Searching over 5,500,000 cases.


searching
Buy This Entire Record For $7.95

Download the entire decision to receive the complete text, official citation,
docket number, dissents and concurrences, and footnotes for this case.

Learn more about what you receive with purchase of this case.

United States v. Guzman-Velasquez

United States Court of Appeals, Fourth Circuit

March 28, 2019

UNITED STATES OF AMERICA, Plaintiff - Appellee,
v.
JOSE BENJAMIN GUZMAN-VELASQUEZ, Defendant-Appellant.

          Argued: January 31, 2019

          Appeal from the United States District Court for the Eastern District of Virginia, at Richmond. M. Hannah Lauck, District Judge. (3:16-cr-00151-MHL-1)

         ARGUED:

          Laura Jill Koenig, OFFICE OF THE FEDERAL PUBLIC DEFENDER, Richmond, Virginia, for Appellant.

          Daniel Taylor Young, OFFICE OF THE UNITED STATES ATTORNEY, Alexandria, Virginia, for Appellee.

         ON BRIEF:

          Geremy C. Kamens, Federal Public Defender, OFFICE OF THE FEDERAL PUBLIC DEFENDER, Alexandria, Virginia, for Appellant.

          G. Zachary Terwilliger, United States Attorney, Alexandria, Virginia, S. David Schiller, OFFICE OF THE UNITED STATES ATTORNEY, Richmond, Virginia, for Appellee.

          Before MOTZ and QUATTLEBAUM, Circuit Judges, and DUNCAN, Senior Circuit Judge.

          DIANA GRIBBON MOTZ, CIRCUIT JUDGE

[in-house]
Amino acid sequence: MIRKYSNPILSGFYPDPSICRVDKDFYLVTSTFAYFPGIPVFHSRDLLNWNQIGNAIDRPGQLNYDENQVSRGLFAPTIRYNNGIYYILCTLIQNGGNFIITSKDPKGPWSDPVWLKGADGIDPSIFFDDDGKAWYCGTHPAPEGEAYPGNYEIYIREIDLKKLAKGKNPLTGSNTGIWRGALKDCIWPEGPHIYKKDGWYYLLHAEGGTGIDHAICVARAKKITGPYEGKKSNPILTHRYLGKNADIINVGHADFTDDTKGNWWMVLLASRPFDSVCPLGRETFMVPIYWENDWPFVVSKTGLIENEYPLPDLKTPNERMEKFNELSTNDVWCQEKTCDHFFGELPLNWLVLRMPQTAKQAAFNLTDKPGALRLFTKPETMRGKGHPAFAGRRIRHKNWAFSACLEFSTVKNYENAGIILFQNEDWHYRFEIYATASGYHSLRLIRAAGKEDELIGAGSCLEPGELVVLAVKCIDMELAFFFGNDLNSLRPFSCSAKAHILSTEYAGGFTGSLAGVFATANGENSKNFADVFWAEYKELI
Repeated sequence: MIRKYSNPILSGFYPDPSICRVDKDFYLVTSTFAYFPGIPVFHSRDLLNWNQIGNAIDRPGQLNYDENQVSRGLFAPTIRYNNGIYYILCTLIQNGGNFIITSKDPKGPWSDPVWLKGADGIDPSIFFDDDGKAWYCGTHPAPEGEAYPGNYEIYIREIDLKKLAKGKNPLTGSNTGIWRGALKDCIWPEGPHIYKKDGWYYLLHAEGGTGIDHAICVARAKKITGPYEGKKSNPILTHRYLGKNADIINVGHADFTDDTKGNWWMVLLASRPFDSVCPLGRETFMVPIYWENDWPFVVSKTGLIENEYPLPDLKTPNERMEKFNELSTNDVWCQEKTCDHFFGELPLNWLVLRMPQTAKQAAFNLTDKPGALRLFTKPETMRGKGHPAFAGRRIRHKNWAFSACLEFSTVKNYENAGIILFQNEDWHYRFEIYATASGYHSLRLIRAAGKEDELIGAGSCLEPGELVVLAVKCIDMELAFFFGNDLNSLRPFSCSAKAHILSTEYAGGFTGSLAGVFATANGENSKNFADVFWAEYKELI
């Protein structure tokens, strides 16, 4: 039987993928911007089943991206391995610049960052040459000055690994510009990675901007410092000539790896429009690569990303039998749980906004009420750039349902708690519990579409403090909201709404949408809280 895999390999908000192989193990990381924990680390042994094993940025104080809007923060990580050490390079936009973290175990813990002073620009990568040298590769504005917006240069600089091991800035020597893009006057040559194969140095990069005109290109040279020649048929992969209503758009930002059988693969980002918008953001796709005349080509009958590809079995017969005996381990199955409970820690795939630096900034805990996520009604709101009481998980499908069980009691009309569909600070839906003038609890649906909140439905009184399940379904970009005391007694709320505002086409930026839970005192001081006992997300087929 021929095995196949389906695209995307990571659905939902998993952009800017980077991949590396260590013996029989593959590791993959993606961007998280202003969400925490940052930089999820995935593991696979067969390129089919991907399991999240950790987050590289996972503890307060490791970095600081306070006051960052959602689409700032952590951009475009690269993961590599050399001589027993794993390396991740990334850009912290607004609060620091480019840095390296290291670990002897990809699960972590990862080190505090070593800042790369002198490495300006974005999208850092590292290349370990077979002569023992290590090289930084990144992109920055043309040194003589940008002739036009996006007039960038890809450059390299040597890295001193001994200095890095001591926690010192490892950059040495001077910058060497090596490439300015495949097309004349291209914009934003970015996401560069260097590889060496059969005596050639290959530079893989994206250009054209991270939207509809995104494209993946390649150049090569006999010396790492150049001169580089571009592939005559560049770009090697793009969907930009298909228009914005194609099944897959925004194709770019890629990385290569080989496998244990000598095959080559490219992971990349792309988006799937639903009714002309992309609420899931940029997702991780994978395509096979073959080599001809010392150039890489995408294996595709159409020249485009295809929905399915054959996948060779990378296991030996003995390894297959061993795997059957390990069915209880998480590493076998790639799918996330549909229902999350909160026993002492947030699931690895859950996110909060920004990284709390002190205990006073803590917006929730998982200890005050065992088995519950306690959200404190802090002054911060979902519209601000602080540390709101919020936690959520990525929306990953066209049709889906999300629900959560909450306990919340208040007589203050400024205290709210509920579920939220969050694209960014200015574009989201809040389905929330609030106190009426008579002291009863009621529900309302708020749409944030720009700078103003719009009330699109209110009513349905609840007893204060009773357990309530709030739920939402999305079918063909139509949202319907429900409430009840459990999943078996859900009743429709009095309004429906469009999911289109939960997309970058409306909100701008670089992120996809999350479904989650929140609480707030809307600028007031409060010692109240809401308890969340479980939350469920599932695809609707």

When Jose Benjamin Guzman-Velasquez returned to the United States after being deported, the government charged him with the crime of illegal reentry. Guzman moved to dismiss the indictment, relying solely on United States v. Mendoza-Lopez, 481 U.S. 828 (1987), which held that an administrative removal proceeding marred by due process defects that foreclosed judicial review could not serve as a basis for criminal conviction. The district court denied Guzman's motion. For the reasons that follow, we affirm.

         I.

         On December 31, 1998, Guzman, a citizen of El Salvador, entered the United States without authorization. That same day, the federal government initiated removal proceedings. An immigration judge granted Guzman voluntary departure; when he failed to timely depart, the grant converted into a removal order.

         Approximately a year later, in response to a series of earthquakes, Attorney General John Ashcroft designated El Salvador for the Temporary Protected Status (TPS) program. See 66 Fed. Reg. 14, 214, 14, 214 (Mar. 9, 2001). TPS "allows eligible nationals of a foreign state to temporarily remain in the United States during the pendency of that state's designation." Cervantes v. Holder, 597 F.3d 229, 231 (4th Cir. 2010). Once granted, the government "shall not remove" an individual with TPS. 8 U.S.C. ยง 1254a(a)(1)(A). Salvadorans were eligible for TPS if they "ha[d] been 'continuously physically present' in the United States since March 9, 2001," "ha[d] 'continuously resided' in the United ...


Buy This Entire Record For $7.95

Download the entire decision to receive the complete text, official citation,
docket number, dissents and concurrences, and footnotes for this case.

Learn more about what you receive with purchase of this case.